Tragically Hip: The Series – Trouble At The Henhouse (1996)
Building on the experimental mood of Day For Night, Henhouse is like a pile of wonderfully-wrapped presents under the Creativity Tree, each one just waiting for you to carefully open it and spend some time with it. None of these are songs that you’ll play with for an hour and either lose interest in them or break them. These are keepers.
What the listener immediately notices on this effort is the considerably slower pacing of the first several tracks, almost as though each song is a love note intended only for you. Granted, there are faster moments, but they are cradled in the lulling arms of instrumental beauty and care, and it’s not until a deep cut that things pick up considerably. It may also be another raised middle finger to all the Molson meatheads in the crowd. I’m lovin’ it, either way.
Continuing their knack for epic opening tracks, Gift Shop greets the world anew so gracefully it shines. Springtime In Vienna is simply gorgeous. Ahead By A Century, forgive me, makes me laugh every time I hear it now. Don’t get me wrong, it’s a great, deceptively simply tune, but I had an ex-girlfriend who said that this track made her want to “rip out her eyeballs and throw them” at Gordie. She couldn’t stand his voice. Notice, if you will, that she’s an ex. Anyway.
Kurt Cobain gets reincarnated in Don’t Wake Daddy, and Flamenco is achingly passionate. Then, finally, the gears shift quickly and the band tears a hole in the 700 Ft. Ceiling. Butts Wigglin’ and Apartment Song carry on with the introspection and thoughtfulness, then Coconut Cream lets ‘er rip one more time. The lyrics are silly, but the song is just so damn catchy… Let’s Stay Engaged slink-shuffles awesomely, Sherpa’s slow build climbs a mountain of its own, and Put It Off follows that trend, going from gentle to menacing over its course. It also name-checks Love Tara, which forever endears it to me. What a great way to end an album.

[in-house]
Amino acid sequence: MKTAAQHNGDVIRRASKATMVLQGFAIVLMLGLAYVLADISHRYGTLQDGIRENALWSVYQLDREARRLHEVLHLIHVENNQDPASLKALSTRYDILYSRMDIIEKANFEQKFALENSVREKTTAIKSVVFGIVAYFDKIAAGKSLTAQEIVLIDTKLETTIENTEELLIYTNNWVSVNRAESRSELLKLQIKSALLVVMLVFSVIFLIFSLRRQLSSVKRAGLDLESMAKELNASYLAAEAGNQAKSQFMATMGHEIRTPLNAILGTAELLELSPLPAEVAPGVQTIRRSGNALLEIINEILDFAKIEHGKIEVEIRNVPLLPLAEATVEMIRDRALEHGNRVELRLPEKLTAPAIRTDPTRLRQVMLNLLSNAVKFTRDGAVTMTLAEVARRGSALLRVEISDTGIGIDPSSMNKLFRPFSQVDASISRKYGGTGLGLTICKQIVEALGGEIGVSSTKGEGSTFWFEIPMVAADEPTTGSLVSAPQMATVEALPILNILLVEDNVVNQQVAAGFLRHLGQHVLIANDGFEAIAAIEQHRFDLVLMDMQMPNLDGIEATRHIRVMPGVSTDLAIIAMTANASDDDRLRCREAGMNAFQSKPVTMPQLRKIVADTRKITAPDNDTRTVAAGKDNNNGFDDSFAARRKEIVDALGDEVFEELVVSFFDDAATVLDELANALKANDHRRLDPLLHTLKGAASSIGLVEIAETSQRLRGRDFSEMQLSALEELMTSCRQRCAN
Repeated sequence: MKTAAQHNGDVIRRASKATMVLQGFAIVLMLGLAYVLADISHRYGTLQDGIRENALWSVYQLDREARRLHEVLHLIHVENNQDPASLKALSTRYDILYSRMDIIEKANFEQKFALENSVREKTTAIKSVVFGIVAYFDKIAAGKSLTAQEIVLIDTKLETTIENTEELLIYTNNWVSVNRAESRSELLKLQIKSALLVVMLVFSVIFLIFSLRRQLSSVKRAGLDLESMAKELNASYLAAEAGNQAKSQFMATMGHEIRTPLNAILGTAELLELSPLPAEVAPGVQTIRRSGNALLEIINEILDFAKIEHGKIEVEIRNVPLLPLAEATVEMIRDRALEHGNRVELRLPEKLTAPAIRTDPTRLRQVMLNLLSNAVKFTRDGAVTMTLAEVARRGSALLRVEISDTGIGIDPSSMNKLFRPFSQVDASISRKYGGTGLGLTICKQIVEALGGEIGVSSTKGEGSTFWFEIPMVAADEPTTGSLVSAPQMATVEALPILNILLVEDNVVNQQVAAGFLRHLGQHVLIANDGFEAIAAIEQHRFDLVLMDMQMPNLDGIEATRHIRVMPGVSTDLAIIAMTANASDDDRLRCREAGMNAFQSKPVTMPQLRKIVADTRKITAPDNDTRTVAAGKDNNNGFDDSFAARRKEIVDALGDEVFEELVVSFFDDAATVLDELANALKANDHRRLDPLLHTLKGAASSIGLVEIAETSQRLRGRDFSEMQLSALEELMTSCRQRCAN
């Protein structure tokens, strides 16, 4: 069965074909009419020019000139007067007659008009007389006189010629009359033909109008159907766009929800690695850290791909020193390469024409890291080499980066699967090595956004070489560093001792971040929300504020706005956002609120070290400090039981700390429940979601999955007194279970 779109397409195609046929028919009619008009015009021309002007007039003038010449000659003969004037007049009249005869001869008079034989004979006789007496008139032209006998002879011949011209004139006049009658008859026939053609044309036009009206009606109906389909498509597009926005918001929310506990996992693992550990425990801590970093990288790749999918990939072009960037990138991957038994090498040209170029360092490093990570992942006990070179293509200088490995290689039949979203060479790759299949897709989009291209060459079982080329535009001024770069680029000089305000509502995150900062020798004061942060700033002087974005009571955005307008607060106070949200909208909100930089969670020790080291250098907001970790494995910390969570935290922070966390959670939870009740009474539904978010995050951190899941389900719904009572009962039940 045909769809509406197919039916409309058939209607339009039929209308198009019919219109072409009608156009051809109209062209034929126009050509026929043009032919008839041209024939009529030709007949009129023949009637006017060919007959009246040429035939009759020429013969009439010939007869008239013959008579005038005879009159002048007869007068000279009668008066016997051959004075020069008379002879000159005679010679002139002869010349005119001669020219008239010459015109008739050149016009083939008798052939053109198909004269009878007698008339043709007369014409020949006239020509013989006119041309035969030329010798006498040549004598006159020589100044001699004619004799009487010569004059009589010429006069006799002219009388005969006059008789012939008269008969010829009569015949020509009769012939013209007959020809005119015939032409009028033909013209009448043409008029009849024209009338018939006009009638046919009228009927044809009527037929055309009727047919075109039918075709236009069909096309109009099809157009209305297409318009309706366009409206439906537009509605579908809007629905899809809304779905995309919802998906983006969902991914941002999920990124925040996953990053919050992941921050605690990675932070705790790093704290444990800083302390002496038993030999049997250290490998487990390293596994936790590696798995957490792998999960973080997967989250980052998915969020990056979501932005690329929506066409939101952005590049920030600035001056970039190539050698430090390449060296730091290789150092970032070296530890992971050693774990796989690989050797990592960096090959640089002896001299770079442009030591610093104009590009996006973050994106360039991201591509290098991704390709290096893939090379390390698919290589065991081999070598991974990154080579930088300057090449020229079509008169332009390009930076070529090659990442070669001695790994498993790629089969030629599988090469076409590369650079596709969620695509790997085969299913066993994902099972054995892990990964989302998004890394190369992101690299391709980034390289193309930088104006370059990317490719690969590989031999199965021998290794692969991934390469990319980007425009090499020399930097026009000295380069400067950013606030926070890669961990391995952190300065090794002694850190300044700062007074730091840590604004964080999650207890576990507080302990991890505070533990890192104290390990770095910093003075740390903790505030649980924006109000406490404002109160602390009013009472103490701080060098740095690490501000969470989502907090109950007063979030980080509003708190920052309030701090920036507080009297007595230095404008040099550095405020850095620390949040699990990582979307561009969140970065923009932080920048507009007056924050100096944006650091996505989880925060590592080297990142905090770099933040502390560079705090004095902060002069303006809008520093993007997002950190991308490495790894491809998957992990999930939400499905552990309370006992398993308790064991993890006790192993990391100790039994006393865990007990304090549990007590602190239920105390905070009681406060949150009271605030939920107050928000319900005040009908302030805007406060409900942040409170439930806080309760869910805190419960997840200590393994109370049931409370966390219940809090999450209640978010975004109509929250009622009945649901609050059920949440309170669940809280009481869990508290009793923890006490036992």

A lot of people probably didn’t like this one, as evidenced by its being available so cheaply no matter where you go. But, once again, I declare that the point has been missed if this is your line of thinking. This record is brilliant. It’s not the same as the others, that’s obvious. Instead, happily, it’s another facet of this band’s maturation process, dabbling and trying out new things. I say power to ’em. They can make whole new records that sound different and yet still sound wholly like themselves. So few can do that. I hope they make a million more.